טכניון מכון טכנולוגי לישראל
הטכניון מכון טכנולוגי לישראל - בית הספר ללימודי מוסמכים  
Ph.D Thesis
Ph.D StudentStauber Hagit
SubjectIn vitro Microfluidic Models of Alveolar Capillary
Microcirculation
DepartmentDepartment of Biomedical Engineering
Supervisors Professor Josue Sznitman
Clinical Professor Dan Israel Waisman
Full Thesis textFull thesis text - English Version


Abstract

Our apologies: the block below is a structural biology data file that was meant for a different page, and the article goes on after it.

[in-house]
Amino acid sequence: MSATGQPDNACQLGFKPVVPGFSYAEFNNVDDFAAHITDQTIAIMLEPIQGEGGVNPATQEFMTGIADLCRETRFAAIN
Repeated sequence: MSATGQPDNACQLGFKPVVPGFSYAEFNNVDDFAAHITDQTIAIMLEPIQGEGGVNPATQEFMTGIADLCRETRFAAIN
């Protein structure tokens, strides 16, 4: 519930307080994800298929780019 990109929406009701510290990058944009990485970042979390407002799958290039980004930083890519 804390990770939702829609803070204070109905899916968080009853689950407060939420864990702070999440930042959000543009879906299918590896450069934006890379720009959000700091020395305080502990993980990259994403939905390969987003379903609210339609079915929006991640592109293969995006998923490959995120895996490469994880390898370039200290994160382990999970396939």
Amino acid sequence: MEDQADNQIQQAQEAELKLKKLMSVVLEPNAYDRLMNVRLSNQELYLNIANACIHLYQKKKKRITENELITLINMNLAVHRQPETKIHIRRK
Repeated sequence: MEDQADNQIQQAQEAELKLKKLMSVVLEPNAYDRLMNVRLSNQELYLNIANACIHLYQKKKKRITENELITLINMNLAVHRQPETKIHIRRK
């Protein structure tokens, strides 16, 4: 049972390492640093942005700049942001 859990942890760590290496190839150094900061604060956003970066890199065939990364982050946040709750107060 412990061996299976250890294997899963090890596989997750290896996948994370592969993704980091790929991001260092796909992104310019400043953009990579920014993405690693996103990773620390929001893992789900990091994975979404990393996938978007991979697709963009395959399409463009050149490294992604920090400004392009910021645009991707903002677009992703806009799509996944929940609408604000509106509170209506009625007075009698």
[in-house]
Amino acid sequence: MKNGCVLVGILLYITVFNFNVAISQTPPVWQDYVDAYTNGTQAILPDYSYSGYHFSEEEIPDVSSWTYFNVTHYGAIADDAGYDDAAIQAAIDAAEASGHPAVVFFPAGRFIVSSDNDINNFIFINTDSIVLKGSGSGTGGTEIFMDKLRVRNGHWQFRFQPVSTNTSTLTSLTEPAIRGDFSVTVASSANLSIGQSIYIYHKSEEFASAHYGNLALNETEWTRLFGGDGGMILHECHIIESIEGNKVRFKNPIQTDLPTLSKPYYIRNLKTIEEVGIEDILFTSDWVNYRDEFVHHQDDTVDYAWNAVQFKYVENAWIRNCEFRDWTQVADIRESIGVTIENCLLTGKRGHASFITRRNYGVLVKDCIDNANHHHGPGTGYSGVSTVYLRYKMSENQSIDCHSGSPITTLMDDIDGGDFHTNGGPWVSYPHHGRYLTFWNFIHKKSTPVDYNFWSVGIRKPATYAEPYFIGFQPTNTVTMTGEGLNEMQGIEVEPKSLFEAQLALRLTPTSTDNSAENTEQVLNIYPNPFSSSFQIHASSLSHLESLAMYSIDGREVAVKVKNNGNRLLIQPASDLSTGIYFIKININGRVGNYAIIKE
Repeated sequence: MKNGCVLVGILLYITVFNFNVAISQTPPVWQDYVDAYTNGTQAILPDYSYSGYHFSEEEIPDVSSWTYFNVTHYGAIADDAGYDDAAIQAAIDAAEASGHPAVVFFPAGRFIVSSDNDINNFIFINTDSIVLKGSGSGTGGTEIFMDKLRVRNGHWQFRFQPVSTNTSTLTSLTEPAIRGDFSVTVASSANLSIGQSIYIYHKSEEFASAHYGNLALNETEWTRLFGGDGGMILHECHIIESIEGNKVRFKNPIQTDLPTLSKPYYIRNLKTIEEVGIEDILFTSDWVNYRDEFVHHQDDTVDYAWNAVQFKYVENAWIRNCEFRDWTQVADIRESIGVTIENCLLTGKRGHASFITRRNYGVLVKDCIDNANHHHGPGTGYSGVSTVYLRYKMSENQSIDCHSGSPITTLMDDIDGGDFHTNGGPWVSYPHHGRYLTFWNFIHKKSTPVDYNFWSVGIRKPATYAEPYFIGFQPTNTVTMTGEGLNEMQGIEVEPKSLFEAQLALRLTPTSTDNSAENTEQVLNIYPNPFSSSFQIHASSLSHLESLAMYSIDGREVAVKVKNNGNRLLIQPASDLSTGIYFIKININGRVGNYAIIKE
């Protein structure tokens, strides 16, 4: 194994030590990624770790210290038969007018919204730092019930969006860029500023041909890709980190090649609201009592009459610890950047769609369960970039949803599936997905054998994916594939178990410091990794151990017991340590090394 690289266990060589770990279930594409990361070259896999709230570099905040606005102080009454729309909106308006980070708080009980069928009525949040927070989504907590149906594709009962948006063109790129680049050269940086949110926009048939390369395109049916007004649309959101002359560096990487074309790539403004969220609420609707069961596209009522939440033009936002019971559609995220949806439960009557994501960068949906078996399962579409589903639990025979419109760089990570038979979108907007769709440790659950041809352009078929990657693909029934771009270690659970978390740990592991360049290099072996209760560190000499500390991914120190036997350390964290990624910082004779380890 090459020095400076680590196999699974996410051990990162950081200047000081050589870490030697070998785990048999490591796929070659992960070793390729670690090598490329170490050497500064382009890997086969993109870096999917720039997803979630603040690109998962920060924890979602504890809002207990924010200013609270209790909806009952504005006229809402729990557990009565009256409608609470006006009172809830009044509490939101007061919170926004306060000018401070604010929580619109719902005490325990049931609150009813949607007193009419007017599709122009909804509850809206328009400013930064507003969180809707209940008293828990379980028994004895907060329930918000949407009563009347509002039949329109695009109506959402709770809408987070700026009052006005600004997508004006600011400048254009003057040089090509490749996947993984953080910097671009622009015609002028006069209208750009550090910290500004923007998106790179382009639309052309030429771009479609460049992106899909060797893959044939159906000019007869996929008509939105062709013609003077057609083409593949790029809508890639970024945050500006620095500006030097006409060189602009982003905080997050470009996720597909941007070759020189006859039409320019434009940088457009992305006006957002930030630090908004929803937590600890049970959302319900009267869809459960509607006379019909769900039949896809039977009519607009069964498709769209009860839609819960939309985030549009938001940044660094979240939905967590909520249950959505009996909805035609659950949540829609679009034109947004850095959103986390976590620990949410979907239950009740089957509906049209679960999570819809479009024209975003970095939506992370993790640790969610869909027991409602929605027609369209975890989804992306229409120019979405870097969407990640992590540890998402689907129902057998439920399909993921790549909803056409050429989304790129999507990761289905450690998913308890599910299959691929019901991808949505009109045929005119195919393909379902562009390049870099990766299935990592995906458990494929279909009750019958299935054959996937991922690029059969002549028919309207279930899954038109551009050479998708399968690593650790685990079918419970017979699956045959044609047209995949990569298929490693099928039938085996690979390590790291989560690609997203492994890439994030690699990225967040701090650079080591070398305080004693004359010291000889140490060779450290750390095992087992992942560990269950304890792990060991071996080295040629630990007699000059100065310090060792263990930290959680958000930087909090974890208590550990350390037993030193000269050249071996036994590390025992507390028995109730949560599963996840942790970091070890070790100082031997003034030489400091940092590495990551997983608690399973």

The pulmonary capillary networks (PCN) embody organ-specific microvasculatures, where blood vessels form dense meshes that maximize the surface area available for gas exchange in the lungs. With characteristic capillary lengths and diameters similar to the size of red blood cells (RBCs), seminal descriptions coined the term "sheet flow" nearly half a century ago to differentiate PCNs from the usual notion of Poiseuille flow in long straight tubes. Here, we revisit in true-scale experiments the original “sheet flow” model and devise for the first time biomimetic microfluidic platforms of organ-specific PCN structures perfused with RBC suspensions at varying hematocrit, including physiological levels. By implementing RBC tracking velocimetry, our measurements reveal a wide range of heterogonous RBC pathways that coexist synchronously within the PCN; a phenomenon that persists across the broad range of pressure drops and capillary segment sizes investigated. Interestingly, in spite of the intrinsic complexity of the PCN structure and the heterogeneity in RBC dynamics observed at the microscale, the macroscale bulk flow rate versus pressure drop relationship retains its linearity, where the hydrodynamic resistance of the PCN is to a first order captured by the characteristic capillary segment size. In the footsteps of classic works in scaled-up capillary network models, our in vitro platforms help revisit the question of the relative viscosity of blood across confined capillary networks. To the best of our knowledge, our efforts constitute a first, yet significant, step in exploring systematically the transport dynamics of blood in morphologically-inspired capillary networks of the lungs.